As Wayne State University announced Wednesday that it will be open for fall amid the COVID-19 pandemic, President M. Roy Wilson said projected enrollment is up compared to last year.
In a telephone interview with The Detroit News, Wilson said the number of students who have been admitted, paid their deposits and say they are comingto WSU the fall is up nearly 6% over last year at this time.
Asked if he thought the increase was because students may want to stay closer to home during the pandemic, Wilson said higher education is one of the most viable options right now.
“There was a lot of speculation that students may take a gap year but the truth of the matter is going to college right now is the best option,” Wilson said. “You can’t travel. There are very few internships available. The job market is not great. Going to school is the best option and I think students realize that.”
Earlier, in a letter emailed to students, Wilson detailed the plans for the coming term, saying that 46% of classes will be remote or online, while 20% of courses will take place traditionally on campus. About 2% will be a hybrid combination of online and in-person. As many as 32% of classes may be individually arranged.
Wilson said the university is preparing to adjust if necessary since Michigan is doing better with the virus than most states, though it is trending in the wrong direction right now.
The state health department confirmed 71,197 cases of COVID-19 and 6,085 deaths through Wednesday, including 891 new cases — the highest single-day total in two months.
Asked if online classes will cost less than traditional courses, he said they would not.
“Online instruction is just as time-consuming and takes as just much skill, if not more skill, than person-to-person instruction,” Wilson said. “It’s still the same world-class professors teaching. Students understand that.”
Campus housing has remained open during the pandemic and will be open for the fall semester. Campus dining and retail options will be offered but modified to mitigate the spread of the virus.
“Campus life and learning will look different than they did in February, and we have new guidelines and procedures in place … to accommodate physical distancing and prevent the spread of the novel coronavirus,” said Wilson. “Although things have changed, we remain firmly committed to our academic mission.”
Wilson said he will hold a town hall meeting from 3-4 p.m. Thursday in which students may pose questions and comments to the restart committee and him.
He also highlighted that the WSU Board of Governors approved a tuition freeze last month “to allow our students to focus on their studies without added financial stress.”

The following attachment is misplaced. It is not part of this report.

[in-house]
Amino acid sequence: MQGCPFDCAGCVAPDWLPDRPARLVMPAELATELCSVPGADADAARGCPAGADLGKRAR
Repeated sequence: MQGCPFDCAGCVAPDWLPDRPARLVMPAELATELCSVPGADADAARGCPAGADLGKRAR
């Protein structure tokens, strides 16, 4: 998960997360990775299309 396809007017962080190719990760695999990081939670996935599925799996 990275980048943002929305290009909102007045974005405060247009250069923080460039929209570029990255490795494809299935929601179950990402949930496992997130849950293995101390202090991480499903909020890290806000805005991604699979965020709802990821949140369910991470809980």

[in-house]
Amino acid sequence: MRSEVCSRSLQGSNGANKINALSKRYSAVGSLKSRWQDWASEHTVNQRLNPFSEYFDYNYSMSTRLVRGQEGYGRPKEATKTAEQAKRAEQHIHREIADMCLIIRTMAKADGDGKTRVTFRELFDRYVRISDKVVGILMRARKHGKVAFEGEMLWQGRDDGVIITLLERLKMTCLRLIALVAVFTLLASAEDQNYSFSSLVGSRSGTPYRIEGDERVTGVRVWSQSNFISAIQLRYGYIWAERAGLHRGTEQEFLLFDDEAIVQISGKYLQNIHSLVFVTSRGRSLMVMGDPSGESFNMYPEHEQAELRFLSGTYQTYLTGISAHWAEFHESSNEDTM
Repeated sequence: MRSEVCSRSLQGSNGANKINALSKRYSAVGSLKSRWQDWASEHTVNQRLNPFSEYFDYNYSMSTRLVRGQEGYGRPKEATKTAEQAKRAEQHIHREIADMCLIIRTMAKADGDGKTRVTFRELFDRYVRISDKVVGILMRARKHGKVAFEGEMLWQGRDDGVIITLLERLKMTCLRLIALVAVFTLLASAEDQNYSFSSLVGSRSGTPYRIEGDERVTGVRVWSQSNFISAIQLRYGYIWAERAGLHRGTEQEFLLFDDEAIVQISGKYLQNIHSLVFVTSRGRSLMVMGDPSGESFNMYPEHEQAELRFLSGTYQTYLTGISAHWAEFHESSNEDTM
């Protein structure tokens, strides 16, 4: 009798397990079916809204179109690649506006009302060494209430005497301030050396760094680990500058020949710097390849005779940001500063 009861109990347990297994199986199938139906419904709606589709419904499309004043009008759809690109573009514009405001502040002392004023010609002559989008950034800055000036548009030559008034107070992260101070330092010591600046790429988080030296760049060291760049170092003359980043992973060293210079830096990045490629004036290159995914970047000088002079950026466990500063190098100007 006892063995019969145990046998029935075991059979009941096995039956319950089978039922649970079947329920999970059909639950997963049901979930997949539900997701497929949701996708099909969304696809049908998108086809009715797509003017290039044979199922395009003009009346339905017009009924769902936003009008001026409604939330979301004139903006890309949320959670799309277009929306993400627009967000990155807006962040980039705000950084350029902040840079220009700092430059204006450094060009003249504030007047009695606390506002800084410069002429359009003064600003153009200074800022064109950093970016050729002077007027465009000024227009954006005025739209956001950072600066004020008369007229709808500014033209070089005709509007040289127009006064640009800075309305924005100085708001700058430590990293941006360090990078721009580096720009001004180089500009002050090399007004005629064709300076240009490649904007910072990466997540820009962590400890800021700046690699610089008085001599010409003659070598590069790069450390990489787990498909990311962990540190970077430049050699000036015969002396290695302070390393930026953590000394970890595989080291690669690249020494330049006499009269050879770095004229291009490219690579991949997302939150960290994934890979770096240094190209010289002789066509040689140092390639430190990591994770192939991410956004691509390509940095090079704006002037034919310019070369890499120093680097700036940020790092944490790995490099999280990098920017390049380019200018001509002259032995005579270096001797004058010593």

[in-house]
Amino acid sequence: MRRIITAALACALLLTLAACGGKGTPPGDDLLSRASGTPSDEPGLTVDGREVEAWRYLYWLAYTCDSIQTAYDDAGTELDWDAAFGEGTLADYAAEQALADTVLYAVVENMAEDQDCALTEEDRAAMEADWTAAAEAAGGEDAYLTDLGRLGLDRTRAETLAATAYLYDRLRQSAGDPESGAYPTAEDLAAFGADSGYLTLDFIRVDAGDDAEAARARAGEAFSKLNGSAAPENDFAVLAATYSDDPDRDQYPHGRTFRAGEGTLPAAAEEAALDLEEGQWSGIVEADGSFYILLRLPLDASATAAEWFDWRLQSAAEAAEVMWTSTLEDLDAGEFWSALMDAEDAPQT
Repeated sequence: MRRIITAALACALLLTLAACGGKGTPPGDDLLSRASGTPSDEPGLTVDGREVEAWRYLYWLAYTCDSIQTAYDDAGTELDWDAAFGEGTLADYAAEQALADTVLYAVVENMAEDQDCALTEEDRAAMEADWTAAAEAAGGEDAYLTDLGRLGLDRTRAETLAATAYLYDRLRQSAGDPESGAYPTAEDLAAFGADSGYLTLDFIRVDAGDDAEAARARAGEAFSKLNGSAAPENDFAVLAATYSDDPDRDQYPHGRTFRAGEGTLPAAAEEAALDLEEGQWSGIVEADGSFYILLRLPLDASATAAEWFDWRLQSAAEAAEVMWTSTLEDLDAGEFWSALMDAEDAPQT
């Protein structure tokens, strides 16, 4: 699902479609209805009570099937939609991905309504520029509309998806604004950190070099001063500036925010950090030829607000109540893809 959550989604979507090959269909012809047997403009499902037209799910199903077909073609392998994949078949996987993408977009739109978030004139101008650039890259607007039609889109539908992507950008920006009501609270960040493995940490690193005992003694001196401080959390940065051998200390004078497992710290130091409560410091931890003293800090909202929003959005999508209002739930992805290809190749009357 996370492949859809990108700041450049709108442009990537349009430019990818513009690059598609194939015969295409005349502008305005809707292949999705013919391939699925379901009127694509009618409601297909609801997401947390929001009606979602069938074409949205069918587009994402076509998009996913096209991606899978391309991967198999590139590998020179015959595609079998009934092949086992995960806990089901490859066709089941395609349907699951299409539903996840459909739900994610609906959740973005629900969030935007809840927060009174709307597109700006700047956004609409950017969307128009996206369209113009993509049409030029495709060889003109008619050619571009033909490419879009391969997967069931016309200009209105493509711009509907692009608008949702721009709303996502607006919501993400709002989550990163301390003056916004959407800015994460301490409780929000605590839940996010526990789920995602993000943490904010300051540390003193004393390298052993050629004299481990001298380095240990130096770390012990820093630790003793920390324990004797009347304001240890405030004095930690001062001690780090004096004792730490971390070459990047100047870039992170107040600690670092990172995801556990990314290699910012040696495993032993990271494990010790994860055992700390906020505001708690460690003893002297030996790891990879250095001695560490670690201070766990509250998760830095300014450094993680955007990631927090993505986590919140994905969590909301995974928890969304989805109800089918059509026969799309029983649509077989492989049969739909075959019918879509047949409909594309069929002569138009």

“The university will also continue to develop new and innovative ways to make an education affordable for everyone,” Wilson said. Tuition for in-state students is $11,700 a year.
WSU’s announcement has been planned for weeks. But it comes the day after Gov. Gretchen Whitmer extended her state of emergency declaration for Michigan by almost four more weeks, through Aug. 11, because COVID-19 is “still a very real threat in our state.”
Wilson said WSU will make efforts to keep students safe. Among them are a week-long move-in period in August before classes begin. Face coverings will be required in public spaces, along with six-feet social distancing. Students are also encouraged to regularly wash their hands and use sanitizer that has been installed in every building. They are also encouraged to stay home if they are sick.
“All residents will be tested for coronavirus infection as part of the move-in process and will be periodically retested over the academic year,” Wilson wrote. “Information regarding testing will be provided closer to move-in day.”
He noted that the university is working with the NCAA on plans for competitive sports amid the virus.
For now, the Mort Harris Recreation and Fitness Center will remain closed until Whitmer allows fitness facilities to reopen, Wilson added.
“I know this is a lot, but hopefully it demonstrates the concern we have for your safety, and our excitement to start the fall semester,” he wrote. “The pandemic has changed our world, at least for now, but it hasn’t changed our spirit. We remain Warrior Strong, and can’t wait to welcome you to campus — physically or virtually — for the fall 2020 semester.”
Charles Parrish, president of the university faculty union, said he feels good about Wayne State’s plan to reopen.
“We’ll do it better probably than most universities,” Parrish said. “They have listened to our side, and it’s not been unreasonable.”
Wayne State is the last of the state’s big three public universities to announce how it intends to educate students when college begins in the fall. But it made the announcement mindfully, Wilson said, with numerous committees using data and the latest available information on the virus.
Michigan State announced in May that it would include in-person and online components when the fall semester begins Sept. 2. In-person instruction will end Nov. 25, before Thanksgiving, with the remainder of the semester conducted virtually. There will not be a fall break.
Meanwhile, the University of Michigan announced in June that it will offer a mix of in-person and digital learning when the 2020-21 academic year starts Aug. 31.
Other public universities in the state have made announcements that mostly include a hybrid model, according to the Michigan Association of State Universities.
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